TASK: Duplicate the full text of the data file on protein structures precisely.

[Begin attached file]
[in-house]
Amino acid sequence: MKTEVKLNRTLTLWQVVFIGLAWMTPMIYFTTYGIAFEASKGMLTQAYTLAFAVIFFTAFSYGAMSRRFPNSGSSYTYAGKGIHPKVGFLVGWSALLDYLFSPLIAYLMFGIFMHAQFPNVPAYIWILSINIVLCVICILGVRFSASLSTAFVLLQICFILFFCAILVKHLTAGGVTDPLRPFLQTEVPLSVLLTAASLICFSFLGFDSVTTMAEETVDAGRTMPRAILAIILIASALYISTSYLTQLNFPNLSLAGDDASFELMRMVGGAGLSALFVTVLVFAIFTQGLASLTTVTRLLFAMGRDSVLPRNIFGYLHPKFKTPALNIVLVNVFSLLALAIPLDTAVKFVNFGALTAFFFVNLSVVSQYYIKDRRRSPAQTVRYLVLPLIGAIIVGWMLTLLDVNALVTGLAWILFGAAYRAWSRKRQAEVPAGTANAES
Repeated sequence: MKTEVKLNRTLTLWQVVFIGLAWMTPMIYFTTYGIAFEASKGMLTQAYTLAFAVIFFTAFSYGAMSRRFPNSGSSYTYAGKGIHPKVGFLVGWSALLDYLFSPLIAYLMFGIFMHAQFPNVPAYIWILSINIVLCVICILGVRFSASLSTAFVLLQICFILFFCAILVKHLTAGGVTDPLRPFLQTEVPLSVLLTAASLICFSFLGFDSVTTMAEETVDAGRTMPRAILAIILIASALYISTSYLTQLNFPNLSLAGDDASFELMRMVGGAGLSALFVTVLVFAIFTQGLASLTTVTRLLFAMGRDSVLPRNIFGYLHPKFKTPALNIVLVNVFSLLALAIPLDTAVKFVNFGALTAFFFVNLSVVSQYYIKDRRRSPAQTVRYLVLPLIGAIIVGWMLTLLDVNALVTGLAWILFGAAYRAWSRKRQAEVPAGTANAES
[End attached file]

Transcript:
[in-house]
Amino acid sequence: MKTEVKLNRTLTLWQVVFIGLAWMTPMIYFTTYGIAFEASKGMLTQAYTLAFAVIFFTAFSYGAMSRRFPNSGSSYTYAGKGIHPKVGFLVGWSALLDYLFSPLIAYLMFGIFMHAQFPNVPAYIWILSINIVLCVICILGVRFSASLSTAFVLLQICFILFFCAILVKHLTAGGVTDPLRPFLQTEVPLSVLLTAASLICFSFLGFDSVTTMAEETVDAGRTMPRAILAIILIASALYISTSYLTQLNFPNLSLAGDDASFELMRMVGGAGLSALFVTVLVFAIFTQGLASLTTVTRLLFAMGRDSVLPRNIFGYLHPKFKTPALNIVLVNVFSLLALAIPLDTAVKFVNFGALTAFFFVNLSVVSQYYIKDRRRSPAQTVRYLVLPLIGAIIVGWMLTLLDVNALVTGLAWILFGAAYRAWSRKRQAEVPAGTANAES
Repeated sequence: MKTEVKLNRTLTLWQVVFIGLAWMTPMIYFTTYGIAFEASKGMLTQAYTLAFAVIFFTAFSYGAMSRRFPNSGSSYTYAGKGIHPKVGFLVGWSALLDYLFSPLIAYLMFGIFMHAQFPNVPAYIWILSINIVLCVICILGVRFSASLSTAFVLLQICFILFFCAILVKHLTAGGVTDPLRPFLQTEVPLSVLLTAASLICFSFLGFDSVTTMAEETVDAGRTMPRAILAIILIASALYISTSYLTQLNFPNLSLAGDDASFELMRMVGGAGLSALFVTVLVFAIFTQGLASLTTVTRLLFAMGRDSVLPRNIFGYLHPKFKTPALNIVLVNVFSLLALAIPLDTAVKFVNFGALTAFFFVNLSVVSQYYIKDRRRSPAQTVRYLVLPLIGAIIVGWMLTLLDVNALVTGLAWILFGAAYRAWSRKRQAEVPAGTANAES